For more information about this survey, visit Classroom Survey of Student Engagement.


Collegiate Learning Assessment (CLA)
(Council for Aid to Education)

Description: The CLA is used as a cross-sectional measure of cognitive skills developed during students' educational experience at a college or university. This assessment examines the value added through comparison of skills when they start college with skills when they finish college. Cognitive skills are measured through a Performance task or an Analytic Writing Task completed on-line in a test environment. Note: As of Fall 2013, the CLA was replaced with the Collegiate Learning Assessment Plus (CLA+).

Key Variables: CLA begins with conceptions of collegiate quality that are based on improvements in student learning, with three key elements serving as the project's foundation: the institution, value added, and campus comparisons. The assessment focuses on a set of common areas that comprise what is central to most notions of collegiate education: critical thinking, analytic reasoning and written communication. These skills are more specifically described as evaluation of ideas and information, problem solving, writing effectiveness, and writing mechanics.

Target Population and Sample Frame: During the fall semester, CLA is administered to a sample of first-time freshmen. In spring, CLA is administered to a sample of graduating seniors.

Due to the transition from the CLA to the CLA+, only CLA+ information is available on-line. For more information on the CLA+, visit Collegiate Learning Assessment + Overview.


Collegiate Learning Assessment Plus(CLA+)
(Council for Aid to Education)

Description: The CLA+ is used as a cross-sectional measure of cognitive skills developed during students' education experience at a college or university. Like the CLA it also examines value added through comparison of skills students possess when starting college with skills students possess upon the completion of their college education. This assessment is completed on-line in a test enviornment. Unlike the CLA, the CLA+ requires that all students take the exact same assessment which measures critical thinking, reasonsing, critiquing and making an arguement, writing, and problem solving. The CLA+ incorporates multiple choice items and essay type items.

Key Variables: CLA+ begins with conceptions of collegiate quality that are based on improvements in student learning, with three key elements serving as the project's foundation: the institution, value added, and campus comparisons. The assessment focuses on a set of common areas that comprise what is central to most notions of collegiate education: critical thinking, analytical reasoning, and written communication. These skills are more specifically described as reasoning, critiquing an argument, and problem solving.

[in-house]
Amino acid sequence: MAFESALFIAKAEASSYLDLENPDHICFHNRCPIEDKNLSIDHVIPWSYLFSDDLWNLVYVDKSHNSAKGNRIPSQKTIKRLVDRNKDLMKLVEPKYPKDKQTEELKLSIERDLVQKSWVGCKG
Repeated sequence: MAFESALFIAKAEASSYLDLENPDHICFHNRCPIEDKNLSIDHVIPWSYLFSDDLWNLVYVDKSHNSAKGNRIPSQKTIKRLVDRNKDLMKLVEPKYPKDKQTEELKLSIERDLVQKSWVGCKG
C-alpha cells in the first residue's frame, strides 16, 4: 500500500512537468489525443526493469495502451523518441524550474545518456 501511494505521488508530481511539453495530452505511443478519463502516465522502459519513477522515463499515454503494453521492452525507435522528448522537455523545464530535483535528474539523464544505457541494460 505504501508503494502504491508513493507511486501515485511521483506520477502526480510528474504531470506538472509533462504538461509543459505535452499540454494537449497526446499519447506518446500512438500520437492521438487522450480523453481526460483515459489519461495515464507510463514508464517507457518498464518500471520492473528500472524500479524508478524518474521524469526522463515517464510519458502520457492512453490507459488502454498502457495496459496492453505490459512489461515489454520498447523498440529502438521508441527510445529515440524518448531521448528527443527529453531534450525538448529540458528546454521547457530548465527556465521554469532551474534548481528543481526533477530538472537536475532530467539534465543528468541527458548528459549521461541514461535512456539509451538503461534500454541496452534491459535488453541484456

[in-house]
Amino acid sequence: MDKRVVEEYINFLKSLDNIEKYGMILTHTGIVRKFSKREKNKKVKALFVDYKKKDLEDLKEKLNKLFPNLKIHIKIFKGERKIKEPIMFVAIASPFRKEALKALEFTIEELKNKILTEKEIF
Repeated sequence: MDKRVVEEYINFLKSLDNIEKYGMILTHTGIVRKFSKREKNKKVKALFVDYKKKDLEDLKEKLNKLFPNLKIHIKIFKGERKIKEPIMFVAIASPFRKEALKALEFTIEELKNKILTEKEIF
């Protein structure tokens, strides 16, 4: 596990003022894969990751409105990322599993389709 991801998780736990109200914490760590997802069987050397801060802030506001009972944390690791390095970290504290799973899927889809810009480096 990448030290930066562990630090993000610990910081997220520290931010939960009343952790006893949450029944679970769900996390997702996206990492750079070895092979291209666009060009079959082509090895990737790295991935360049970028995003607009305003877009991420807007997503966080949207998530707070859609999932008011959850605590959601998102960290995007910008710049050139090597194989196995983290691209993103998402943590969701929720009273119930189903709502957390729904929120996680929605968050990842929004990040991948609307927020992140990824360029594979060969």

Target Population and Sample Frame: During the fall semester, CLA+ is administered to a sample of first-time freshmen. In spring, CLA+ is administered to a sample of native graduating seniors.

For more information about this survey, visit Collegiate Learning Assessment + Overview.


HERI Diverse Learning Environments (DLE) Survey
(Higher Education Research Institute, UCLA)

Description: San Jose State University was invited to participate in the pilot study of the Diverse Learning Environments (DLE) Survey. DLE was developed to assist educators in addressing the needs and advancing the success of a diverse student population who will begin to take leadership in a new vision of society. This survey examines three components of diverse experiences: Campus Climate, Practices, and Outcomes.

Key Variables: Campus Climate items assess discrimination and harrassment, positive and negative cross-racial interaction, institutional commitment to diversity, academic validation in the class, satisfaction with diverse perspectives, financial difficulty, interpersonal validation, and a sense of belonging. Practices items assess curriculum of inclusion, co-curricular diverse activities, and student services. Outcomes items assess integration of learning, habits of mind, pluralistic orientation, social action, civic engagement, and student enrollment mobility.

Target Population and Sample Frame: DLE is administered electronically to second (sophomores) and third (juniors) year students.

For more information about this survey, visit Diverse Learning Environments.


Faculty Survey of Student Engagement (FSSE)
(Center for Postsecondary Research, Indiana University Bloomington)

Description: FSSE examines faculty expectations of student engagement in educational practices that are empirically linked with high levels of learning and development. The survey also collects information about how faculty members spend their time related to professorial activities and the kinds of learning experiences their institution emphasizes. This survey is the faculty counterpart to the National Survey of Student Engagement.

Key Variables: Items assess the perceptions of faculty on how and where students use their time, the nature and quality of their interactions with students and peers, and other aspects of college instruction and experience.

Target Population and Sample Frame: FSSE is administered electronically to all undergraduate faculty possessing a valid SJSU e-mail address.